Early Life and Business Success
Lewis McKenzie, born on October 7, 1810, left an indelible mark on the history of Alexandria, Virginia, through his multifaceted contributions as a businessman, politician, and key player in forming West Virginia. This blog delves into the life and legacy of this distinguished civic figure who helped shape the course of his time.
A Prosperous Merchant in Alexandria
Lewis McKenzie began his journey to prominence as a successful trader in Alexandria. His business acumen and financial success laid the foundation for his future endeavors. His influence extended beyond commerce, as he would soon become a pivotal figure in Alexandria’s political landscape.
Railway Entrepreneurship: Alexandria, Loudoun, and Hampshire Railroad
In 1853, Lewis McKenzie took on a monumental role as the President of the Alexandria, Loudoun, and Hampshire Railroad, known today as the W&OD biking/hiking trail. This venture began his significant impact on transportation and regional development.
Competing with the Baltimore & Ohio Line
The Alexandria, Loudoun, and Hampshire Railroad was conceived as a direct competitor to the Baltimore & Ohio line. It played a crucial role in collecting Northern Virginia products and transporting them to the port of Alexandria. Construction commenced in 1855, and by May 1860, the line reached Leesburg. Unfortunately, the Civil War disrupted further progress.
Union Occupation and Post-War Resurgence
As the Civil War began, Union forces captured the railroad, including the station at Fairfax and Princess Street, when they seized Alexandria on May 24, 1861. In the wake of this takeover, McKenzie was elected as the Unionist mayor, serving from 1861 to 1863. Once the war ended, McKenzie managed to regain control of the railroad, showcasing his resilience and determination.
Political Legacy: Mayor, Congressman, and More
Lewis McKenzie’s involvement in politics extended well beyond his mayoral tenure. He was elected to the Virginia House of Delegates four times, showcasing the trust placed in his leadership. Additionally, he was elected as the 7th Congressional representative to the US Congress three times, though he only served twice.
The Formation of West Virginia
One of his most remarkable achievements was establishing the Reformed Government of Virginia, a pivotal step that eventually led to the creation of West Virginia. McKenzie’s contributions were crucial in shaping the region’s political landscape during a tumultuous period in American history.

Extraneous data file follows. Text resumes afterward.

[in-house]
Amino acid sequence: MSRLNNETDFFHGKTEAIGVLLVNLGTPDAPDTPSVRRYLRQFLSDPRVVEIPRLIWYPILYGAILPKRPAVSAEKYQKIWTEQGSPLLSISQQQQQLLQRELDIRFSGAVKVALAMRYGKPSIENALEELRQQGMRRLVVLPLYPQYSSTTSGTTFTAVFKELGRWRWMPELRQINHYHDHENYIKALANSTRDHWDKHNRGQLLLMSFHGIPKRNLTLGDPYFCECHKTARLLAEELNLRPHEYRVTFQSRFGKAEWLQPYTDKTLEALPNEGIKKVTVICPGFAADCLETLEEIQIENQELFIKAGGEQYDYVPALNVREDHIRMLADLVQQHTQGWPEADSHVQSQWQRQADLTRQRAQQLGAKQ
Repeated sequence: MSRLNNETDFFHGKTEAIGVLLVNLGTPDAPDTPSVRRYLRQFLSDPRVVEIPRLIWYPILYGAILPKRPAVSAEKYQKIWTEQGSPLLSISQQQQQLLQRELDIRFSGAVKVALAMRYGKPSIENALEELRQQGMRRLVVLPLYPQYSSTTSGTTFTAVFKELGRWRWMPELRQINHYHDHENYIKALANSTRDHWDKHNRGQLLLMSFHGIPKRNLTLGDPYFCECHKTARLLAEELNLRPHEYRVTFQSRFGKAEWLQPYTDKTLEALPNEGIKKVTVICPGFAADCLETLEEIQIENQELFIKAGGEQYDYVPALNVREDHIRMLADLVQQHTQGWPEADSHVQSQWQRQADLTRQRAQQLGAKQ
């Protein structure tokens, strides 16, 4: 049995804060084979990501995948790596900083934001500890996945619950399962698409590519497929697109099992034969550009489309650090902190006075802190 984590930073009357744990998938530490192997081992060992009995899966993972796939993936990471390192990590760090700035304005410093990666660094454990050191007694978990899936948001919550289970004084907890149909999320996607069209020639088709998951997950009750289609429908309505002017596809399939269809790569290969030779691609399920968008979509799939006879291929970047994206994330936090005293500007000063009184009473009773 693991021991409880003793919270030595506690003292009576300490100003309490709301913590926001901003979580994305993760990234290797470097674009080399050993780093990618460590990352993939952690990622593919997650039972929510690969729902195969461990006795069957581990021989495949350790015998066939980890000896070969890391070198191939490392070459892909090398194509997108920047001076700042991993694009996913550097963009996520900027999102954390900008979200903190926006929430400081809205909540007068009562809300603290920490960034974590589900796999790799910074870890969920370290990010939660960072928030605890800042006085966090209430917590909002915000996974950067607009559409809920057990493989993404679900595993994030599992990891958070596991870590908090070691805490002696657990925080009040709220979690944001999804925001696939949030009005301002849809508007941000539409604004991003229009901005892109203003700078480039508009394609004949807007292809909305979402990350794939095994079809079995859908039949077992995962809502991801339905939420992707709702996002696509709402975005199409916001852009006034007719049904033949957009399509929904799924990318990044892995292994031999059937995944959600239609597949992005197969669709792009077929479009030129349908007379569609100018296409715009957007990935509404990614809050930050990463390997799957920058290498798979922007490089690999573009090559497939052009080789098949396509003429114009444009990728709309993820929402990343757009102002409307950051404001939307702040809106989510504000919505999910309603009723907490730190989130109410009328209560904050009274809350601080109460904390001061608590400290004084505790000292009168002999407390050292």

Congressman and Orphans Court Judge
McKenzie’s political career included three elections to the U.S. Congress, although he served only twice. Additionally, he took on the role of a judge in the Orphan’s Court, leaving a lasting impact on the legal system in the region.
Enduring Influence and Final Years
Lewis McKenzie’s residence at 207 Prince Street, a historic house built between 1749 and 1753, held the distinction of having the first bathtub in Alexandria. His involvement in the Meeting House further solidified his place in the community, with a silver plaque bearing his name on one of the pews.
Post-War Public Service
In the post-war years, McKenzie’s Unionist stance, which was not without controversy, did not deter him from serving in local and state governments. He was appointed postmaster in 1878 and returned to City Council in 1887, where he served until 1891.
A Legacy Remembered
Lewis McKenzie passed away in 1895 and is resting at the Presbyterian Cemetery. His enduring legacy as a civic figure of remarkable influence continues to be remembered and celebrated in the annals of Alexandria’s history. His contributions to business, transportation, and politics left an indelible mark on the region and helped shape events during a pivotal period in American history.
Oct. 15, 1810
June 28, 1895.
Sources of Information
Brockett, F. L., & Rock, G. W. (1883). A Concise History of the City of Alexandria, VA, from 1669 to 1883 with a Directory of Reliable Business Houses in the City. Gazette Book and Job Office.
McGroarty, W. B. (1940). The Old Presbyterian Meeting House at Alexandria, VA 1774 – 1874. The William Byrd Press, Inc.
Pippenger, W. E. (1992). Tombstone Inscriptions of Alexandria, Virginia: Volume 1. Family Line Publications.
Powell, M. G. (2000). The History of Old Alexandria, VA, from July 13, 1749 – May 24, 1861. Index by Pippenger, W. E. Westminster, MD: Willow Bend Books.
Quander, R. (2021). The Quanders, Since 1684, an Enduring African American Legacy. Christian Faith Publishing, Inc.
Dahmann, D. C. (2002). The Roster of Historic Congregational Members of the Old Presbyterian Meeting House.
Old Presbyterian Meeting House’s Visitor’s Guide to Alexandria’s Historic Old Presbyterian Meeting House. Trifold pamphlet.